Sting at Red Rocks Amphitheatre...
Forget the 16 Grammy Awards and Rock and Roll Hall of Fame credentials. How many 61-year-old men can still rock skinny jeans?
He's still got it. Sting’s vocals still sound crystalline, his musical chops are uncanny and his catalog is the unabridged manifesto for Rock Theory 101. He's the original hipster - and the flattery is well-earned.
For his globe-trotting ''Back To Bass'' tour that hit Red Rocks Amphitheatre on Wednesday night, Sting stripped-down the production value and offered up a no frills, no gimmicks approach show. For the opener ''If I Ever Lose My Faith,'' Sting strolled out on stage with his bass in hand like he was doing a simple sound check. No operatic stage effects, no pyrotechnics, no fluff. It was a refreshing diversion from the overwrought stage designs that most large acts rely on for theatric spunk. The hits ensued quickly from there with ''Every Little Thing She Does Is Magic'' and ''Englishman In New York'' working the crowd into a silky web of Sting nostalgia.
If there is one knock on Sting, though, it is that his music does become a bit too self-reflexive, which can sometimes be a buzzkill. After an energized early set, the songs muddied into the lower gear of ''Demolition Man''off 1981's ''Ghost In The Machine'' and the dusty ''Hung My Head.'' Sting regained his momentum though with vintage Police standouts ''Driven To Tears'' and the sublime ''Message In A Bottle.'' ''Wrapped Around Your Finger,'' with its lush chorus and influential '80s gloss, was stellar.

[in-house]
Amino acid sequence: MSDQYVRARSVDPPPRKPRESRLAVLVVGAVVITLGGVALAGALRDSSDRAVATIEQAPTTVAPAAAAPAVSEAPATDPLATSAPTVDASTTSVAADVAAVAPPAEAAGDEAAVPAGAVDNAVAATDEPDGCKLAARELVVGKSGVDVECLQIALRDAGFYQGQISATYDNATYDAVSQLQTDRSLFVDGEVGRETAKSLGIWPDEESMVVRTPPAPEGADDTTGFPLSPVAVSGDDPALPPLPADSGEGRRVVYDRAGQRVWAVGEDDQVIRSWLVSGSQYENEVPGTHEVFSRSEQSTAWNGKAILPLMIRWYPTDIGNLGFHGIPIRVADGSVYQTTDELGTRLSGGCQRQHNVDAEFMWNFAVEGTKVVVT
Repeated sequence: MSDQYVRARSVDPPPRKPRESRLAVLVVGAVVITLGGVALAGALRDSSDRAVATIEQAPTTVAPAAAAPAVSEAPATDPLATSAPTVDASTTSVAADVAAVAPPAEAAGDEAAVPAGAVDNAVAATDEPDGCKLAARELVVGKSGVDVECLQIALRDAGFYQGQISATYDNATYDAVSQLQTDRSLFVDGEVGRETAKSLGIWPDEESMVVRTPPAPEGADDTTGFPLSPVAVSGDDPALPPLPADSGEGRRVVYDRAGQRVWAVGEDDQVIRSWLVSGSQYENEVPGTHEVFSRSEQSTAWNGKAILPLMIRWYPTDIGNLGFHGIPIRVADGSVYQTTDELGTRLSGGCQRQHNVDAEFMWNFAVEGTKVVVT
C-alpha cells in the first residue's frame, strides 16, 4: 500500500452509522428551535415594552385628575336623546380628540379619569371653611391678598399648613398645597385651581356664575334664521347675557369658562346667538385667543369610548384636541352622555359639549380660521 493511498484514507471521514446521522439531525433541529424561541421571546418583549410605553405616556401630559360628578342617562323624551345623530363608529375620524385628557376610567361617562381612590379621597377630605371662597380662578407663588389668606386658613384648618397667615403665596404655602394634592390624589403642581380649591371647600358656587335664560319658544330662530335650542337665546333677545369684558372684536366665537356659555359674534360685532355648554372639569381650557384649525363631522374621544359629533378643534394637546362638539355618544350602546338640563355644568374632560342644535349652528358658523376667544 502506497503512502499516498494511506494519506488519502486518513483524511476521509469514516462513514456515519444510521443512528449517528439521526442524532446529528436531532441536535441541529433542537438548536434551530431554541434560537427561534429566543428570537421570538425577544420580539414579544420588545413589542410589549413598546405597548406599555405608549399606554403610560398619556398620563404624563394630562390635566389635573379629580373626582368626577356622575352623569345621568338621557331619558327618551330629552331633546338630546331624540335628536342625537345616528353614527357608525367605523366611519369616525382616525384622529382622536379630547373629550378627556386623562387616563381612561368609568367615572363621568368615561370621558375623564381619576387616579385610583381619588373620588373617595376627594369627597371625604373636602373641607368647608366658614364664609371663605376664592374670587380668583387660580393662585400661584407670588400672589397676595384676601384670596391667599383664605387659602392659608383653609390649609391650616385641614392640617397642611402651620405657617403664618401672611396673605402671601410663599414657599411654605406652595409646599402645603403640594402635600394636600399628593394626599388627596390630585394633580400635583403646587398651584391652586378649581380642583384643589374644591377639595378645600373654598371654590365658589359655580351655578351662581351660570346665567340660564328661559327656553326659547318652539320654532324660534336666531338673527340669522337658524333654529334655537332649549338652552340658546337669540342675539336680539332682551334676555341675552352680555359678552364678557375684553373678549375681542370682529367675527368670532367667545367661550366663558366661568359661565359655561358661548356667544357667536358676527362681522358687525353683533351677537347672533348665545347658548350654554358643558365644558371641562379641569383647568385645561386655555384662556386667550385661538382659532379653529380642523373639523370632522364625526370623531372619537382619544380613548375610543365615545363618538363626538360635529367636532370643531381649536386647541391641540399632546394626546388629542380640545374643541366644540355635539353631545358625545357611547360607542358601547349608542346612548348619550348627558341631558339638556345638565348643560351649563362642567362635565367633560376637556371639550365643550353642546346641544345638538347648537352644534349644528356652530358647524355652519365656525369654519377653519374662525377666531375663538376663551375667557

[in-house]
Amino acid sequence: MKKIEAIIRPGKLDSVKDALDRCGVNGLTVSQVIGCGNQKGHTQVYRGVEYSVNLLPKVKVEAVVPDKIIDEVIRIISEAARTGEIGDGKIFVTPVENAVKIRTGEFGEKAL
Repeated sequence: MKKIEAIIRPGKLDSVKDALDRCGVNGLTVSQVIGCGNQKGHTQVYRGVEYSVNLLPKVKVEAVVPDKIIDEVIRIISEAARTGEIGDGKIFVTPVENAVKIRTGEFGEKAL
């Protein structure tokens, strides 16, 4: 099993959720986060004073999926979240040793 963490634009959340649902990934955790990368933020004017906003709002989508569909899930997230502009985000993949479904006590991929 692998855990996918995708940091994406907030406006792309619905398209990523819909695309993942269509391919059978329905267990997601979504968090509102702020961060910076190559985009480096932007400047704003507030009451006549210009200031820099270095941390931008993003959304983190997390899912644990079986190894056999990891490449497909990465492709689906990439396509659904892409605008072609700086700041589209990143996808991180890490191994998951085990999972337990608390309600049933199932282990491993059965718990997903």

To kick off the triple encore, Sting unleashed ''Desert Rose'' and ''Next To You'' in a mad fury. Whether you prefer him solo or adore the Police, there is no substitute for seeing a rock luminary live at Red Rocks. It is magic.
(c) Denver Post by Kristopher Coe